Scotland's Catholic Bishops have hit out at a decision that will ban peaceful prayer vigils and offers of help for women outside abortion clinics in Northern Ireland.
The UK Supreme Court last week cleared the way for Northern Ireland to introduce 'buffer zones' outside clinics.
Responding to the decision the Bishops’ Conference of Scotland (BCOS) urged members of the Scottish Parliament to support “the expression of longstanding rights and the principle of reciprocal toleration”.
They point out that, were the Scottish Parliament to pass such a law, it would have “a chilling effect on freedom of speech and assembly in a country which has long valued both”.
BCOS - Statement on Supreme Court Decision
The recent decision of the UK Supreme Court on the Northern Ireland buffer zone case is very concerning. It is a decision which fails to protect basic freedoms of expression and freedom of assembly.
It will no doubt embolden efforts to criminalise peaceful vigils in Scotland.
A proposal has already been put forward by an MSP which would prohibit ‘occupying’ space around abortion facilities and introduces areas of Scotland where prayer would become illegal.
Were the Scottish Parliament to endorse such a law, it would erode hard won freedoms and fundamental rights.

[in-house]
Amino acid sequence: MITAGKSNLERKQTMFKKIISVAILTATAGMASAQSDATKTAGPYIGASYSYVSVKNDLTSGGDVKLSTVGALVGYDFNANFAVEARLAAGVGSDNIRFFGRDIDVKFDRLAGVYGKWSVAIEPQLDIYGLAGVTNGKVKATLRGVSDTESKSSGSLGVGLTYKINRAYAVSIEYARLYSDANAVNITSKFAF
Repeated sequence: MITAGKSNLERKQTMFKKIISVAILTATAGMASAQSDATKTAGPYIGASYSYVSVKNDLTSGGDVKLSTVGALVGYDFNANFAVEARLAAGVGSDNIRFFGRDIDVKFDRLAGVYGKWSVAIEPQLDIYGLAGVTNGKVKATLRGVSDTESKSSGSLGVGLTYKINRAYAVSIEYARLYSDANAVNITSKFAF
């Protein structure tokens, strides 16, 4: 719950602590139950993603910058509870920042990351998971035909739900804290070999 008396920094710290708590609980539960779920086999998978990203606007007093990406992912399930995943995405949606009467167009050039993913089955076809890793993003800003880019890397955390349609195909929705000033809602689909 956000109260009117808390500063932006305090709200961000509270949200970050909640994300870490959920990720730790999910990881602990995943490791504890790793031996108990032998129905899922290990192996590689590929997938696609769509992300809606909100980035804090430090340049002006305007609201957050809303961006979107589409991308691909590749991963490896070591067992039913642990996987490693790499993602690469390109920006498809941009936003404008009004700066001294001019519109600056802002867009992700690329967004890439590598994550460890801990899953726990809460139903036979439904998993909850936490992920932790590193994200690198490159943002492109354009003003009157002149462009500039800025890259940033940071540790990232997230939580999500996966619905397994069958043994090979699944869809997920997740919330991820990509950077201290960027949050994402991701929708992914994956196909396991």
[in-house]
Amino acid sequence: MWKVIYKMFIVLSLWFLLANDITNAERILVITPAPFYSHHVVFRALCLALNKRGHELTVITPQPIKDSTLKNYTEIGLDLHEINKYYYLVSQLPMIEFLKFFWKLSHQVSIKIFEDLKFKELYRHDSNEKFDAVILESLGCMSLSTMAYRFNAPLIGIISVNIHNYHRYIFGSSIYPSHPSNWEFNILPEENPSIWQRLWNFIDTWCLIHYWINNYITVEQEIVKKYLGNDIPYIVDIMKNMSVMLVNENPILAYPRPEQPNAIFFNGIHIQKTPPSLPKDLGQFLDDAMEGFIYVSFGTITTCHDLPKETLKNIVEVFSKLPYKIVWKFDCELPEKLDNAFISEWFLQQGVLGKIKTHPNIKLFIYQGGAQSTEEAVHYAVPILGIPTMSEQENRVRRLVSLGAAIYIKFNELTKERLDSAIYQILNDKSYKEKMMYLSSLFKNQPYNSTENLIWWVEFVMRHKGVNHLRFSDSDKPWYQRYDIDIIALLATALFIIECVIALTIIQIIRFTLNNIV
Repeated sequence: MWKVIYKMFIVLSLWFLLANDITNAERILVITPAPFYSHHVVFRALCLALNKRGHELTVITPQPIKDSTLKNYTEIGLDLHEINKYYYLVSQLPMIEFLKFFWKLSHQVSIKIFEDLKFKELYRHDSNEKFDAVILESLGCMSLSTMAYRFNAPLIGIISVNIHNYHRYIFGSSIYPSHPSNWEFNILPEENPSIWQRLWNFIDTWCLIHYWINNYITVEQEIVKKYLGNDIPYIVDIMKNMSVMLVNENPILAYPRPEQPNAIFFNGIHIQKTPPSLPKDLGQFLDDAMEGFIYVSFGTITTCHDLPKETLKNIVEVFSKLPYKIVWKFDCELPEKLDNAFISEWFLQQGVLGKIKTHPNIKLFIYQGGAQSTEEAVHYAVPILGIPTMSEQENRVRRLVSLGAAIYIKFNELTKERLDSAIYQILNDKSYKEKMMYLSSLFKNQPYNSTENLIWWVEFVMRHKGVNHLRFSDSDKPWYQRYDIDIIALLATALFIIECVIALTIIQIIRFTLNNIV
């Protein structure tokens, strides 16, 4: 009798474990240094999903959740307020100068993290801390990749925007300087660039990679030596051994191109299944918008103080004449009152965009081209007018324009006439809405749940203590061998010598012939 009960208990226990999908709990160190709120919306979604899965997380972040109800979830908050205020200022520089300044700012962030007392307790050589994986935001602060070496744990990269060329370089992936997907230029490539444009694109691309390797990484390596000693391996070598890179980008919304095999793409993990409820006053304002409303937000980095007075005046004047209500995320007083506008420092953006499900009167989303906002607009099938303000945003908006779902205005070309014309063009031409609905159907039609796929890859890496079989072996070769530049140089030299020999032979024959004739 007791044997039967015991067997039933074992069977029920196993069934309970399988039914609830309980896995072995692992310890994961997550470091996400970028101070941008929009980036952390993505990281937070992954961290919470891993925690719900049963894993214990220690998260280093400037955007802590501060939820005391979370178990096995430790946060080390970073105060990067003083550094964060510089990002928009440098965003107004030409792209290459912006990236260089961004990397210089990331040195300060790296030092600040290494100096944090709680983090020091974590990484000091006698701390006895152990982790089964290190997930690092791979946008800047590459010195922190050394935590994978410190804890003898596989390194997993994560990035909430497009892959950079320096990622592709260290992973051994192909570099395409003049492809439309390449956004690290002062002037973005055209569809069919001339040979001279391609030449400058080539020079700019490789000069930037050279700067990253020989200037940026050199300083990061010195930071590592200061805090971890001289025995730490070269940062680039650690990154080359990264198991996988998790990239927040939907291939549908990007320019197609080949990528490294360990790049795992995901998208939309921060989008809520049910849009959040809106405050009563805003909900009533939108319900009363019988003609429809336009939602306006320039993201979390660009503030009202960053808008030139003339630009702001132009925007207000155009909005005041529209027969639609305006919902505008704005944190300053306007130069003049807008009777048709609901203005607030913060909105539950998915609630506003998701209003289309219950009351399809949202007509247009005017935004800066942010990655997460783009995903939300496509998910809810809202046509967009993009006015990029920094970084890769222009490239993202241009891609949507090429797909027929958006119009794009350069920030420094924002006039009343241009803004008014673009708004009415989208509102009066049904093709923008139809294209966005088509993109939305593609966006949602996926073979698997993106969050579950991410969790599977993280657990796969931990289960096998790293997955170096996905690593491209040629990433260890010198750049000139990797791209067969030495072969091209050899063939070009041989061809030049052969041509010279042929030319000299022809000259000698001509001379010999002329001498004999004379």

Criminalising citiziens for no more than occupying a specific location with the threat of imprisonment of up to six months for a first offence and up to two years for subsequent offences, would have a chilling effect on freedom of speech and assembly in a country which has long valued both.
Silent Peace vigils outside the Trident nuclear submarine base at Faslane have been a regular occurrence for decades and have enjoyed wide support, universally considered to be benign expressions of deeply held convictions.
Vigils outside abortion facilities should be afforded the same protection.
Evidence of their peaceful nature is seen in the fact that they have not led to any arrests or convictions.
As Archbishop Eamon Martin of Armagh points out, “Many mothers in crisis have felt supported at the last minute by a sensitive offer of practical help to find a way out of their crisis other than by ending the life of their unborn baby, it is perfectly reasonable to want to reach out in compassion to help vulnerable women and to be free to protect the life and well-being of both a mother and her unborn child.”
We would urge members of the Scottish Parliament to support the expression of longstanding rights and the principle of reciprocal toleration.